How are mining companies helping tackle coronavirus?

Matthew Hall 8 April 2020 (Last Updated April 8th, 2020 17:08)

It’s been four weeks since the Covid-19 coronavirus outbreak was declared a pandemic by the World Health Organisation (WHO). To date, the virus has been detected in 209 countries and territories worldwide, with the total number of confirmed cases approaching 1.5 million at the time of writing.

How are mining companies helping tackle coronavirus?
A number of mining companies have committed resources to the fight against coronavirus.

The coronavirus outbreak and associated government responses worldwide have created a difficult start to 2020 for mining companies – the pandemic has so far wiped $282bn from the market value of the top 50 companies.

Lockdown measures have required some mine operators to reduce operations or close down entirely amid efforts to suppress infection rates. While companies largely remain coy about their production outlook in light of the closures, several global companies have begun initiatives to help local, regional and national health systems in their efforts to tackle Covid-19. Here, Mining Technology details some of the important efforts supported or orchestrated by mining companies around the globe.

Barrick

Canada-based Barrick is the second-largest gold mining company in the world, with gold operations across three continents and a large-scale copper operation in Zambia. The company has announced support for numerous countries it operates in, yesterday handing a cheque for $530,000 to the Zambian government.

Barrick’s manager for Zambian operations Nathan Chishimba said: “As a committed partner to Zambia we would also like to make a contribution to the government’s fight against the pandemic. We are consequently funding the provision of medical equipment to the value of US$340,000 at the national level, US$100,000 for the North-Western province and US$90,000 for the Kalumbila district.”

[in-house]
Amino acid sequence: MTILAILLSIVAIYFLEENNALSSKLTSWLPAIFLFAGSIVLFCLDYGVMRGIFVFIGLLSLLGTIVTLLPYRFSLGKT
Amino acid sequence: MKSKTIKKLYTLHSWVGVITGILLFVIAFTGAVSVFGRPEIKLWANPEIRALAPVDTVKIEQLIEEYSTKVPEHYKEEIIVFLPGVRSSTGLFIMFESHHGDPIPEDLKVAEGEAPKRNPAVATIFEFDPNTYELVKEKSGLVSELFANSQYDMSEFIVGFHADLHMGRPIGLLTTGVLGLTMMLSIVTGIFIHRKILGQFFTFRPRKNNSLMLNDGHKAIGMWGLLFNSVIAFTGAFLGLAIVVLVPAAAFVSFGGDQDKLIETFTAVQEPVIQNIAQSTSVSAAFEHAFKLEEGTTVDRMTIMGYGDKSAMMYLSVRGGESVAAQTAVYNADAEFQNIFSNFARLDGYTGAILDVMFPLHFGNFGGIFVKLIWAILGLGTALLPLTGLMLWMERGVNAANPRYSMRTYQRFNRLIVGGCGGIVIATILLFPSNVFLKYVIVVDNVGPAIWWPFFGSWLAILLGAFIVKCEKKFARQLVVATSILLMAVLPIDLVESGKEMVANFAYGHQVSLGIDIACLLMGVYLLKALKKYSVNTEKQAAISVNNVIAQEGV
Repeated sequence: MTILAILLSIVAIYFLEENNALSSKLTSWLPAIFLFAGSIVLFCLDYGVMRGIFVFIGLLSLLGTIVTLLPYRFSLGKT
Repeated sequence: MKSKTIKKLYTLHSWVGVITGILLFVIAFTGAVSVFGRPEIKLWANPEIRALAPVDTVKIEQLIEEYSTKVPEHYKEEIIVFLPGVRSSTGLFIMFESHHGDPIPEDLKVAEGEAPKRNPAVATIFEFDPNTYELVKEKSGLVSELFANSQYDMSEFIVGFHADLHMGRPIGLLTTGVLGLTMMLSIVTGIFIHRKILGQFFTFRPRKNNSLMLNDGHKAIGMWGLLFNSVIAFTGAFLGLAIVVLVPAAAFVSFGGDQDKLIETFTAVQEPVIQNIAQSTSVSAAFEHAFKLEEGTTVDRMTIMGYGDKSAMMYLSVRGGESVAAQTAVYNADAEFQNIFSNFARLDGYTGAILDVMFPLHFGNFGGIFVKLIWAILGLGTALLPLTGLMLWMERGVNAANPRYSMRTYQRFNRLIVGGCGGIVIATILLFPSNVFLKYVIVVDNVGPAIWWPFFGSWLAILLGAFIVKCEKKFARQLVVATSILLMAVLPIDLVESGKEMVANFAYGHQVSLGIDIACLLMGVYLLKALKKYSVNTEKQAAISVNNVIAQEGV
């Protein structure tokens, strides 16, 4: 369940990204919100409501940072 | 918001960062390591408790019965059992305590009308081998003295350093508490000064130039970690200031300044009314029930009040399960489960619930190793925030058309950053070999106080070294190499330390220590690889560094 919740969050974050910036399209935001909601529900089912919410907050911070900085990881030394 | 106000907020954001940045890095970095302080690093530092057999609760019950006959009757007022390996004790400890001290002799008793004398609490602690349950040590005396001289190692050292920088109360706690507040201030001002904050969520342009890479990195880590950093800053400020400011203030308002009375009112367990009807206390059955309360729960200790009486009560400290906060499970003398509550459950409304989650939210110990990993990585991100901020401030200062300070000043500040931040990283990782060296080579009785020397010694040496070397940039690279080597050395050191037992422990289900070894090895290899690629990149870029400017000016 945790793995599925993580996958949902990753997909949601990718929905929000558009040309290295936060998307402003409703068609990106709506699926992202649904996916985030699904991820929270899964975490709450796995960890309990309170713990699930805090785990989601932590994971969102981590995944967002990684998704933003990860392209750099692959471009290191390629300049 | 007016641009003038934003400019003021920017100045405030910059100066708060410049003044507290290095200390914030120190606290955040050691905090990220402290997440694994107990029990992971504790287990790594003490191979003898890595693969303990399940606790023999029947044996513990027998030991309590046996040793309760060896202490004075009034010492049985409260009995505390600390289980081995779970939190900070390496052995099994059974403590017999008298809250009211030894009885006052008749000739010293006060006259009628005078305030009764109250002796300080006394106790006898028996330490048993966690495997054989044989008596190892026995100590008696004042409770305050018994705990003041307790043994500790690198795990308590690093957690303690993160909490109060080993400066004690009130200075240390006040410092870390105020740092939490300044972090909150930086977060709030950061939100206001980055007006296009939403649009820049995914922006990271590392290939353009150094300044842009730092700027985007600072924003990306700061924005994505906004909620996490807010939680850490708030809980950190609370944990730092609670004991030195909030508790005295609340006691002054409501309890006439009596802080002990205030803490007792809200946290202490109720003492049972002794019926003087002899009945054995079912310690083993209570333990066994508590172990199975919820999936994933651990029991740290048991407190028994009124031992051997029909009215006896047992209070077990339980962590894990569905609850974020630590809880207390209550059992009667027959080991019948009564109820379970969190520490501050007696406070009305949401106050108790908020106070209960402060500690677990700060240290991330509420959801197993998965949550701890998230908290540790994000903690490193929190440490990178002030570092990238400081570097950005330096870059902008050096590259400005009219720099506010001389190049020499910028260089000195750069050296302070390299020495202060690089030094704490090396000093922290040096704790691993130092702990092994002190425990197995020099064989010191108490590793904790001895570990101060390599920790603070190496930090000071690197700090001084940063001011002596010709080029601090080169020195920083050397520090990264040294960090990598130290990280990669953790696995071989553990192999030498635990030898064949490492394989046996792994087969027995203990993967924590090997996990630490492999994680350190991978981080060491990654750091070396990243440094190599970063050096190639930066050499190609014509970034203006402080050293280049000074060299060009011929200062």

Today, the company went further, announcing a $1.5m support programme to help the Democratic Republic of Congo (DRC) tackle coronavirus. Barrick had already implemented support measures to protect workers at its Kibali mine in the DRC. Barrick said that the mine’s doctors and health workers are managing that programme using their experience in dealing with other deadly disease outbreaks such as Ebola.

Barrick has also pledged to contribute $1.7m in the form of critical equipment and expertise to help the Tanzanian government in its fight against Covid-19. The company has three fully-owned gold mines in Tanzania.

AngloGold Ashanti

Despite preparing to leave South Africa – AngloGold Ashanti sold its South African assets to Harmony Gold Mining in February – it has nonetheless pledged to support the nation through the Covid-19 crisis. AngloGold has made two of its mining hospitals available to the provincial governments of the North West and Gauteng, which will be used exclusively by the authorities for the treatment and isolation of Covid-19 patients.

AngloGold Ashanti has also pledged to donate protective face masks, has procured a further 27 electronic intensive care beds for Soweto’s Chris Hani Baragwanath hospital and is providing and servicing 24 mobile toilets for the hospital. The company is working with the Imbumba Foundation to distribute 5,000 care parcels containing groceries, handwash and other essential items to the elderly and vulnerable.

The company has also pledged ZAR20m ($1m) to the Solidarity Response Fund, a government-backed fund run by the WHO to aid in the international effort against the Covid-19 pandemic.

De Beers

Diamond miner and marketer De Beers announced a $2.5m stimulus contribution, spread across Botswana and Namibia. The contribution makes up part of the company’s larger effort across its four producing countries including Canada and South Africa to support governments and local communities to procure medical supplies, logistical support, food security for vulnerable households, water supply to local communities, as well as initiatives to improve education and awareness around Covid-19.

De Beers Group CEO Bruce Cleaver said: “With our contribution of $2,500,000, De Beers is supporting the unprecedented efforts of healthcare professionals, community leaders and all those confronting Covid-19 in the countries and communities in which we live and work. We have refocused our business in our host communities to support the response to the pandemic and our priorities are clear: prepare communities for the crisis, support the emergency response and be a partner in economic recovery.

“We have longstanding partnerships with the people of Botswana and Namibia spanning decades. The men and women of De Beers are proud to stand with them now in this moment of crisis and we will stand with them as their partners on the road to recovery and renewal.”

The company has designed a Community Response Plan to provide the most effective and relevant support possible to host communities. It is also working with governments to provide support both during the pandemic as well as the post-pandemic economic recovery phase.